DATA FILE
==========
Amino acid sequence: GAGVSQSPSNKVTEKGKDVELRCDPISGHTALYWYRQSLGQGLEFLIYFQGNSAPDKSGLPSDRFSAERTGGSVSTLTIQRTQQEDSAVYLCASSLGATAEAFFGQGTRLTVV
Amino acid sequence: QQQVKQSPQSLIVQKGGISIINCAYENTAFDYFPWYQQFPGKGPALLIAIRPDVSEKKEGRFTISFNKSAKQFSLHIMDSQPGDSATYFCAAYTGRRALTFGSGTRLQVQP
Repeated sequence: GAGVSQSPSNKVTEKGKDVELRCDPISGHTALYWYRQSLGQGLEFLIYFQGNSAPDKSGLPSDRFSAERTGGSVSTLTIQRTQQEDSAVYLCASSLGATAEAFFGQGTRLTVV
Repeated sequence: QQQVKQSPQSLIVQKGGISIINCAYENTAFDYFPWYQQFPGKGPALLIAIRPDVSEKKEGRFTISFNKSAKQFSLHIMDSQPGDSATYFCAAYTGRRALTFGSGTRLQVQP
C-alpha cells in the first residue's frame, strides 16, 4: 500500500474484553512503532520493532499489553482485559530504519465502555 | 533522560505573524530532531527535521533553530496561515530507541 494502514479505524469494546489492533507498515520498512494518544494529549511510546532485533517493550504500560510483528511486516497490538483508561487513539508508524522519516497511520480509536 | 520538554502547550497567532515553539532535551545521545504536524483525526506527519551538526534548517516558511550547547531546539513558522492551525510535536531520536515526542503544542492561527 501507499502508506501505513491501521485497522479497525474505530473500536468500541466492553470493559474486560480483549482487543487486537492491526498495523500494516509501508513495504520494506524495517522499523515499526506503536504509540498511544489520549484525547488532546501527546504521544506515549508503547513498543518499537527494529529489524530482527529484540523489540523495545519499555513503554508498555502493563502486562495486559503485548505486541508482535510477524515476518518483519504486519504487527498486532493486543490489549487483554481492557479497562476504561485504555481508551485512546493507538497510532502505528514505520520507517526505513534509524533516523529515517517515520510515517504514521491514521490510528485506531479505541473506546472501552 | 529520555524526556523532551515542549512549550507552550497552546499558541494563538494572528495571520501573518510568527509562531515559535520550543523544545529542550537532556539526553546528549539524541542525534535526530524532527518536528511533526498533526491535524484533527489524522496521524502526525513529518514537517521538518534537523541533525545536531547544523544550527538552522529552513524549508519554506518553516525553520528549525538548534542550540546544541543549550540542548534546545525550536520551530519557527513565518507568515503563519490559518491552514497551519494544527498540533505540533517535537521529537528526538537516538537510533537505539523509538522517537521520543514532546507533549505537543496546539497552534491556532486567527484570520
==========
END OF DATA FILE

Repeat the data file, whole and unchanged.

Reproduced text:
Amino acid sequence: GAGVSQSPSNKVTEKGKDVELRCDPISGHTALYWYRQSLGQGLEFLIYFQGNSAPDKSGLPSDRFSAERTGGSVSTLTIQRTQQEDSAVYLCASSLGATAEAFFGQGTRLTVV
Amino acid sequence: QQQVKQSPQSLIVQKGGISIINCAYENTAFDYFPWYQQFPGKGPALLIAIRPDVSEKKEGRFTISFNKSAKQFSLHIMDSQPGDSATYFCAAYTGRRALTFGSGTRLQVQP
Repeated sequence: GAGVSQSPSNKVTEKGKDVELRCDPISGHTALYWYRQSLGQGLEFLIYFQGNSAPDKSGLPSDRFSAERTGGSVSTLTIQRTQQEDSAVYLCASSLGATAEAFFGQGTRLTVV
Repeated sequence: QQQVKQSPQSLIVQKGGISIINCAYENTAFDYFPWYQQFPGKGPALLIAIRPDVSEKKEGRFTISFNKSAKQFSLHIMDSQPGDSATYFCAAYTGRRALTFGSGTRLQVQP
C-alpha cells in the first residue's frame, strides 16, 4: 500500500474484553512503532520493532499489553482485559530504519465502555 | 533522560505573524530532531527535521533553530496561515530507541 494502514479505524469494546489492533507498515520498512494518544494529549511510546532485533517493550504500560510483528511486516497490538483508561487513539508508524522519516497511520480509536 | 520538554502547550497567532515553539532535551545521545504536524483525526506527519551538526534548517516558511550547547531546539513558522492551525510535536531520536515526542503544542492561527 501507499502508506501505513491501521485497522479497525474505530473500536468500541466492553470493559474486560480483549482487543487486537492491526498495523500494516509501508513495504520494506524495517522499523515499526506503536504509540498511544489520549484525547488532546501527546504521544506515549508503547513498543518499537527494529529489524530482527529484540523489540523495545519499555513503554508498555502493563502486562495486559503485548505486541508482535510477524515476518518483519504486519504487527498486532493486543490489549487483554481492557479497562476504561485504555481508551485512546493507538497510532502505528514505520520507517526505513534509524533516523529515517517515520510515517504514521491514521490510528485506531479505541473506546472501552 | 529520555524526556523532551515542549512549550507552550497552546499558541494563538494572528495571520501573518510568527509562531515559535520550543523544545529542550537532556539526553546528549539524541542525534535526530524532527518536528511533526498533526491535524484533527489524522496521524502526525513529518514537517521538518534537523541533525545536531547544523544550527538552522529552513524549508519554506518553516525553520528549525538548534542550540546544541543549550540542548534546545525550536520551530519557527513565518507568515503563519490559518491552514497551519494544527498540533505540533517535537521529537528526538537516538537510533537505539523509538522517537521520543514532546507533549505537543496546539497552534491556532486567527484570520